Vancouver, Canada, Sept. 22, 2021 (GLOBE NEWSWIRE) --
Ondine’s nasal photodisinfection technology has been shown to eliminate the RNA signature of SARS-CoV-2, including the dominant Delta variant, in in vitro research.
The research also shows that a two-minute Steriwave treatment can destroy the RBDs, spike protein and nucleocapsid protein of major SARS-CoV-2 viral variants, including the Delta strain.
In vivo case studies demonstrating safety and efficacy of nasal photodisinfection were presented at ICPIC2021.
These results support the use of nasal photodisinfection as a potential method of SARS-CoV-2 suppression.
Canadian medical device innovator, Ondine Biomedical, won an Innovation Award of Excellence at the 2021 International Consortium for Prevention and Infection Control (ICPIC) in Geneva last week. Ondine presented two in vitro research studies on the effectiveness of its nasal photodisinfection technology, Steriwave™, against major SARS-CoV-2 variants, including the dominant Delta variant, as well as in vivo deployments in industrial settings reported by third-parties which demonstrated safety as well as efficacy.
These outcomes presented to ICPIC support the use of Ondine’s existing Steriwave nasal photodisinfection therapy for surgical site infection prevention as a potential SARS-CoV-2 suppression technique. The nose and upper airway have been identified as ideal breeding grounds and reservoirs for many threatening pathogens including MRSA, Candida auris, and SARS-Cov-2.  Ondine’s Steriwave photodisinfection therapy, also known as photodynamic disinfection therapy (aPDT), can rapidly and painlessly eradicate pathogens in the nose, helping to eliminate a leading source of SARS-Cov-2 infections and transmissions. 
Dr. Nicolas Loebel, Ondine Biomedical’s President and Chief Technology Officer, who presented the results at the ICPIC Innovation Academy commented, “Steriwave has been in use in Canadian hospitals over ten years demonstrating excellent patient outcomes. We are very pleased to be able to show these exciting results, which indicate that the SARS-CoV-2 virus is just as susceptible to Steriwave treatment as any of the common pathogens we treat on a daily basis in Canadian hospital patients.”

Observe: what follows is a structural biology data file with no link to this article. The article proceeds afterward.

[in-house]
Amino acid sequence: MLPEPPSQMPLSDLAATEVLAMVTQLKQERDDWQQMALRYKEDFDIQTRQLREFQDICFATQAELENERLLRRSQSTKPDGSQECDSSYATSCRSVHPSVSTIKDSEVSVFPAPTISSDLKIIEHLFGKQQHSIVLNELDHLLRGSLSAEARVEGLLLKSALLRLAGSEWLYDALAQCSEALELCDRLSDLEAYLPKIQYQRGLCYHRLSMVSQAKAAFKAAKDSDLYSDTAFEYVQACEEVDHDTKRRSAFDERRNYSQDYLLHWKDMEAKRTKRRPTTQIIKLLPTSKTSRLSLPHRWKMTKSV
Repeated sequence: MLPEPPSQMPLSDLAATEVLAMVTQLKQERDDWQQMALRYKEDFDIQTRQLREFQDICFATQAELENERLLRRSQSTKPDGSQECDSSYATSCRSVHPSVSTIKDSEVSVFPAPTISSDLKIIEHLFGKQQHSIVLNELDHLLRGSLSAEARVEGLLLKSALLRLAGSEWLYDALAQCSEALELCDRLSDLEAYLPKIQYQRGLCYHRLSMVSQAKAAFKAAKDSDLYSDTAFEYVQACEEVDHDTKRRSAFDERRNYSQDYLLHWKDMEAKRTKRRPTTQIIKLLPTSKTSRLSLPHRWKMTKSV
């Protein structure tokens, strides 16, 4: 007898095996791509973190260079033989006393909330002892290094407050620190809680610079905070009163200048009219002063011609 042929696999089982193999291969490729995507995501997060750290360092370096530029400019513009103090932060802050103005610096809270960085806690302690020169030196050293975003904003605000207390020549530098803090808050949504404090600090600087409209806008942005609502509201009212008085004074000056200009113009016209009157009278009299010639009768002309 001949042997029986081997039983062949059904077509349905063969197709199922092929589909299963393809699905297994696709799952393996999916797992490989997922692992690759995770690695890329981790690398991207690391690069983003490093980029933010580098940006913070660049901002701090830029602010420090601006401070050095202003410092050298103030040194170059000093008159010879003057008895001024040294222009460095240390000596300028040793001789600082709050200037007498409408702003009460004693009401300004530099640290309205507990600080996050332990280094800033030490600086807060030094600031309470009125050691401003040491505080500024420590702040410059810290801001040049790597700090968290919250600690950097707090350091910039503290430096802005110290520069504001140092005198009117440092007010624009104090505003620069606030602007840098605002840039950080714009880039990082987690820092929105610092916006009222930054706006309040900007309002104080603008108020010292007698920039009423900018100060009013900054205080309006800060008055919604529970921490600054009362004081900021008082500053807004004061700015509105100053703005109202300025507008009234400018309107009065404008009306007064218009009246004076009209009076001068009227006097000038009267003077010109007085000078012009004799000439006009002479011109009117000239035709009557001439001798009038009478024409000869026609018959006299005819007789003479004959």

He continued, “Given this evidence, we believe that early deployment of a broad-spectrum, safe, upper-airway disinfection modality may reduce transmission of the virus to others, and potentially extend the time window for susceptible patients to develop adaptive immune responses critical to slowing development of COVID-19. Upper airway antiviral disinfection may, in time, become a standard of care comparable for example to handwashing but directed to the nose and throat.”
The first in vitro studies, including at University of Washington (USA), University of Nevarra (Spain) and University of Coimbra (Portugal), showed that Steriwave was capable of eliminating the RNA signature of SARS-CoV-2, both with laboratory strains and the wild-type virus. Building on these findings, Ondine conducted a follow-up study to assess the destruction of receptor binding domains, spike protein, and nucleocapsid protein of major SARS-CoV-2 variants, including the dominant Delta variant, using the Steriwave photodisinfection technology.